affordable housing community, in Palo Alto.
EDITOR’S NOTE: Each week, we feature intergenerational program ideas that were tried and successful. This series is a tool to highlight various age-optimized programs and practices. The program descriptions are provided by representatives of the programs. Inclusion in this series does not imply Generations United’s endorsement or recommendation, but rather encourages ideas to inspire other programs.

This week's cool idea, linkAges is an online network that connects people of all ages and empowers individuals to improve each other's health by providing opportunities for meaningful connections.

(Check our archives for parts 1-81 | non-archived: 1, 2, 3,4, 5 and 6)

The program, featured in the Santa Cruz Sentinel, helps connect people of all ages through an exchange system that relies on abilities and interests.

The Sentinel article shows that through the story of Lynda Hyndman, an Australian-born Canadian who moved to Silicon Valley to join her husband, an engineer for a satellite company.

She joined the linkAges network after seeing a flyer at the local library. In exchange for offering to wash windows, the 59-year-old connected with people of all ages who gave her rides to the airport, her aerobics sessions and Spanish classes.

Read the full story in the Santa Cruz Sentinel. Visit linkAges’ site to learn more.

Got something cool you tried that was successful? Share the inspiration. You can also post them to our Intergenerational Connections Facebook Group. We want to highlight innovative age-optimized programs and practices through our blog, social media and weekly e-newsletter!

Wednesday, July 06, 2016

Meet Monique McIntyre - Generations United Summer Intern

As someone whose mother was raised by her grandmother – Big Mama – I know firsthand the benefits of intergenerational connections.

My great-grandmother’s influence on my mother helps shape the way she raises me and my siblings.

Big Mama was financially prudent, and as a result ran a household and raised five children on one paycheck. The way she handled money transferred to my mother and was a huge inspiration and the catalyst for my mother’s career of advising her readers on finances.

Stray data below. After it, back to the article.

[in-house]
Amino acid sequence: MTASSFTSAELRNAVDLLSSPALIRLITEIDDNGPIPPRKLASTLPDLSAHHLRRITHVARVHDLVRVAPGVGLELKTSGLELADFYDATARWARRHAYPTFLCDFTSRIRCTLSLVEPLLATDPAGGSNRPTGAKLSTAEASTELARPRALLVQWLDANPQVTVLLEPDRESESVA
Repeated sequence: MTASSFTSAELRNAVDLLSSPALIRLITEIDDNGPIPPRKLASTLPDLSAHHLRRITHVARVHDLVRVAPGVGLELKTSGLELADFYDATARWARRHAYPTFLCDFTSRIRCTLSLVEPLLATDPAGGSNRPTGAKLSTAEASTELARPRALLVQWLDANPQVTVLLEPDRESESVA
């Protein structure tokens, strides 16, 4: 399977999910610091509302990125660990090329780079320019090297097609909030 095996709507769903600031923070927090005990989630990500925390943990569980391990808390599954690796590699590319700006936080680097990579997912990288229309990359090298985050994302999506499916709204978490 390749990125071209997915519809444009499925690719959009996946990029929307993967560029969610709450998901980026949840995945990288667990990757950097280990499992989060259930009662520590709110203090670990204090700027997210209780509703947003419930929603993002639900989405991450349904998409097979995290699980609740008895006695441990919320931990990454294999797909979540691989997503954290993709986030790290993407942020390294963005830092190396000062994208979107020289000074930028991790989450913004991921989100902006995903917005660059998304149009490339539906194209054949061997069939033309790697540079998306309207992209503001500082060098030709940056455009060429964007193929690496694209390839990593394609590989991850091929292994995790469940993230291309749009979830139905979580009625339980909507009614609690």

My mother has since transferred her financial sensibilities to me.

Another person who directly influences my life is my Grandma Lois. I have so many fond memories of her. Some of the most fun we had were at her holiday arts and crafts parties. We would make and decorate ornaments and dance in our chairs to Christmas music.

She always made a point to be at my school events from pre-K to High school and still continues to support me.

During stressful times at college, I am constantly comforted by Grandma Lois’s messages of love and encouragement, which always seem to come when I need them most.

For example, during my sophomore year, I was preparing for a math exam. I was incredibly nervous and full of self-doubt.

The night before the exam, my Grandma Lois randomly sent me a message about how proud of me she was and how I should never doubt myself or my capabilities. Her message carried me through to the exam the next morning and really helped to boost my confidence.

That exam ended up being my second highest exam grade for that class.

Then there’s my grandfather Charles, or more affectionately known as Pop-Pop, who moved in with my family in the months before he passed away.

I am so grateful for the valuable time I was able to spend with him. Those precious memories I will carry with me for the rest of my life.

As a rising senior at the University of Maryland-College Park, double majoring in Psychology and Family Science, I hope to one day help develop and strengthen families through therapy.

I am excited to be interning at Generations United this summer. I look forward to helping promote Grandparents Day, assisting in adding to and strengthening Generations United’s Intergenerational Programs database and continuing to lend my support to the Programs of Distinction.

Family relationships are incredibly important to me.

I believe my personal connections with Big Mama, Grandma Lois, and Pop-Pop will help inform and drive my work this summer with Generations United.

My elders have given me a unique perspective on the past and they continue to be a guiding light for my future.